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“Vacant to Vibrant provides a blueprint for adaptive reuse of vacant land…a refreshing view of not just successful projects, but also of the challenges faced.”
—Michelle Kondo, Scientist, Urban Forests, Human Health, and Environmental Quality, USDA Forest Service
Washington, DC (April 30, 2019)— Vacant lots, so often seen as neighborhood blight, have the potential to be a key element of community revitalization. As manufacturing cities reinvent themselves after decades of lost jobs and population, abundant vacant land resources and interest in green infrastructure are expanding opportunities for community and environmental resilience.
- Albro, Sandra (Author)
- English (Publication Language)
Vacant to Vibrant: Creating Successful Green Infrastructure (Publication Date: April 30, 2019) offers practical insight and inexpensive tools to convert excess vacant land, aging sewer infrastructure, and declining neighborhoods into inspiring and productive community green spaces. The book provides points of comparison between three cities that implemented “stormwater parks,” pocket parks containing storm water control measures.
Sandra Albro, project manager for Vacant to Vibrant, recounts the implementation process, challenges, and successes she and her team faced in piloting the creation of green infrastructure networks in Gary, Indiana; Cleveland, Ohio; and Buffalo, New York. Collectively, lessons and challenges from these three case studies demonstrate how green technology can convert old systems into functional community green spaces.
Albro draws from her experience to highlight the successes and setbacks throughout the planning, design, community engagement, implementation processes that the larger economic and social dynamics within each city helped to influence. Limited municipal maintenance capacity, unfavorable community perception of native plant landscapes, and infrastructure cost considerations are just a few of the challenges Albro addresses in refreshing detail. Throughout, Vacant to Vibrant illustrates the necessity of persistent community engagement and small scale green infrastructure best practices to ensure urban greening projects achieve their stormwater management goals without compromising local culture or heritage.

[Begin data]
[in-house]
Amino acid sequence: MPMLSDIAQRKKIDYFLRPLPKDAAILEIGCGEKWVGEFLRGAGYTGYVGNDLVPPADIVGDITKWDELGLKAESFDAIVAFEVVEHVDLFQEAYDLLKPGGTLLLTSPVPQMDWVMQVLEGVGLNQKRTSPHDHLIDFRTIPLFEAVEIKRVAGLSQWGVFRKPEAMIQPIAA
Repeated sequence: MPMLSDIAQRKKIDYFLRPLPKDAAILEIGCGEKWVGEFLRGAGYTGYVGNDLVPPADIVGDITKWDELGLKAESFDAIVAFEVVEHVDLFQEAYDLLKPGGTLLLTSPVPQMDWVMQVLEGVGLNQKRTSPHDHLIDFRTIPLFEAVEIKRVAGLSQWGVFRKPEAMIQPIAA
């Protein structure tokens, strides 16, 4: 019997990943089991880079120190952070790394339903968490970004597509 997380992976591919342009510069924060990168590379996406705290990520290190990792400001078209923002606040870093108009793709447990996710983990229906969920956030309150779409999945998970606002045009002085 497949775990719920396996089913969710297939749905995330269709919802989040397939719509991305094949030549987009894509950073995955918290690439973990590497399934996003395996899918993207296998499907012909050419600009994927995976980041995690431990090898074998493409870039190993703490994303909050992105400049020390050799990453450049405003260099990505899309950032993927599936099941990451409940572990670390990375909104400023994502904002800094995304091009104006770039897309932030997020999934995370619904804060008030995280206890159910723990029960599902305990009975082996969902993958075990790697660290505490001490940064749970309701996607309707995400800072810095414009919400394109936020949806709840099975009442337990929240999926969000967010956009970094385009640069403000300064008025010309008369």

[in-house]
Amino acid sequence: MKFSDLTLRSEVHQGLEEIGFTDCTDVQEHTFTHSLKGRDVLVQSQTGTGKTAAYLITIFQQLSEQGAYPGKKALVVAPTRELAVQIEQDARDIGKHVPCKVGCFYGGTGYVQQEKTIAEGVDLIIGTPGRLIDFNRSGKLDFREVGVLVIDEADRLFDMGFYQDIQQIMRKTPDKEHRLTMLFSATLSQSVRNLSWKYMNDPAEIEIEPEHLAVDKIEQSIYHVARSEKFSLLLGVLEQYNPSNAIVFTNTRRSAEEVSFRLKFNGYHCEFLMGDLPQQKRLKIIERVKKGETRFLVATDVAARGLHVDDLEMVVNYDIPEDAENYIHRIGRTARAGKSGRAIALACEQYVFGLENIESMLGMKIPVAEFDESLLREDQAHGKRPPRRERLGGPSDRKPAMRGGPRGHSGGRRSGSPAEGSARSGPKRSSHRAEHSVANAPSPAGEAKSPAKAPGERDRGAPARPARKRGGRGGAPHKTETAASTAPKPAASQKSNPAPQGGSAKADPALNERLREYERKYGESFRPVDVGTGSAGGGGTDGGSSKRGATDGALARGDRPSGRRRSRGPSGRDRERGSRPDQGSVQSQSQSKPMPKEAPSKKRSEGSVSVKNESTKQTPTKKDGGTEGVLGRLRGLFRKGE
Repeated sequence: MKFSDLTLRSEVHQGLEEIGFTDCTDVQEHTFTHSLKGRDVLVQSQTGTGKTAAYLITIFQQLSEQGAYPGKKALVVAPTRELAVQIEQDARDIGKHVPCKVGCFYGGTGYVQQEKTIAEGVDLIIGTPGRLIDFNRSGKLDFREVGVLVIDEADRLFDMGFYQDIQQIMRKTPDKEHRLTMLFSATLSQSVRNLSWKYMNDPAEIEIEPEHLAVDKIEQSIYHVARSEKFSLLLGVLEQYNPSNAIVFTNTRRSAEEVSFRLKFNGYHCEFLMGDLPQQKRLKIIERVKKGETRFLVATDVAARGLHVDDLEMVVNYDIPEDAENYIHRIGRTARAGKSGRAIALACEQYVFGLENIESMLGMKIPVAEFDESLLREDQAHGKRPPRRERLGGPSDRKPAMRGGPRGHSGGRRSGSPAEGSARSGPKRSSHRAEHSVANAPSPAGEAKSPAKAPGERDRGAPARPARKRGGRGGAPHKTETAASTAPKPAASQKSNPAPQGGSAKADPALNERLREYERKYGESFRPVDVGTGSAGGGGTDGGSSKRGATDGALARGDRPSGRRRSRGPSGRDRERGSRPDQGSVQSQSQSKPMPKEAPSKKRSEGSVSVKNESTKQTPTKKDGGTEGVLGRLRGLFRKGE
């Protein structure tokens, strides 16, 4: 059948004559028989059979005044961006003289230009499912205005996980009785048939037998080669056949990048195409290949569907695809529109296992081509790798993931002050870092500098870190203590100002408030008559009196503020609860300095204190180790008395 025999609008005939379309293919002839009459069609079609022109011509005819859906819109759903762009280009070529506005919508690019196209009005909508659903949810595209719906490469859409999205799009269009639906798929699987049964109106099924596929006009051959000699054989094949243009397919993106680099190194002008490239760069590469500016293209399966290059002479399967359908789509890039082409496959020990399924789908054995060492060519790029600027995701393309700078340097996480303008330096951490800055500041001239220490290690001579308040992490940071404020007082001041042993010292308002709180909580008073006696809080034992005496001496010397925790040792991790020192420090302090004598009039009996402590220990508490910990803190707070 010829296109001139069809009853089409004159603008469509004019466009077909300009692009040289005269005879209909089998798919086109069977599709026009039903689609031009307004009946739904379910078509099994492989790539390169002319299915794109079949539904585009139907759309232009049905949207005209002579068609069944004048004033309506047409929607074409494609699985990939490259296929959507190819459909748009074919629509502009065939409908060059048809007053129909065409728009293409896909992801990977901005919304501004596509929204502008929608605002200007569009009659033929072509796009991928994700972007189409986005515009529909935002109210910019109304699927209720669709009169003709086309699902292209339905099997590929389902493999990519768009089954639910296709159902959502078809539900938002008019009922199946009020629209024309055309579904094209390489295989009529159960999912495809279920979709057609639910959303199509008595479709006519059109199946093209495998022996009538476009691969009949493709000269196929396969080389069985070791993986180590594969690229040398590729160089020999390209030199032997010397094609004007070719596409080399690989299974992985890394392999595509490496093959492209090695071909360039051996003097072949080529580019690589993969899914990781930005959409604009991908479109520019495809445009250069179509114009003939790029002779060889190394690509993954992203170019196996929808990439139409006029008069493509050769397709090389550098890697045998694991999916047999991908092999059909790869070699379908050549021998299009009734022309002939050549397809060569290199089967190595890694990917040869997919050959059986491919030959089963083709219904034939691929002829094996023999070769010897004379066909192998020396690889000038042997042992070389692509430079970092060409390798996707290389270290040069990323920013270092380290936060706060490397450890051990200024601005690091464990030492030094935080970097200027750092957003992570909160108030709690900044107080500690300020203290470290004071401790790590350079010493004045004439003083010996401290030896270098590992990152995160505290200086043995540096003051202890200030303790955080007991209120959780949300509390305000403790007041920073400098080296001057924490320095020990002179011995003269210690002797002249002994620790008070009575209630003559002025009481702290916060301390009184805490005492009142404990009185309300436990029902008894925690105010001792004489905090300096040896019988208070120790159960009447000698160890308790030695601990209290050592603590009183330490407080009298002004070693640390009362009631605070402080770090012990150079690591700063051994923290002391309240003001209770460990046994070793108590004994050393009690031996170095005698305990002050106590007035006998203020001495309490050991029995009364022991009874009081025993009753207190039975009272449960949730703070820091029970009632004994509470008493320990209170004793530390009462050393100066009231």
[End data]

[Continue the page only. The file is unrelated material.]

Mark Lindquist, Assistant Professor of Landscape Architecture at the University of Michigan said, “Vacant to Vibrant is a timely contribution to addressing the challenges of repurposing vacant land. The low-cost strategies that also engage stakeholders in the design process offer replicable real-world examples that can have real impact.”
Vacant to Vibrant succeeds in providing landscape architects and other professionals with the tools and knowledge needed to guide their efforts to increase equitable access to urban green space.
Sandra L. Albro is research associate at Holden Forests & Gardens, co-chair for the Cleveland Tree Coalition and is a board member on the Doan Brook Watershed Partnership. She is also the Project Manager for a US EPA Urban Waters project examining the use of soil remediation and green stormwater infrastructure in an intensively treated Cleveland neighborhood.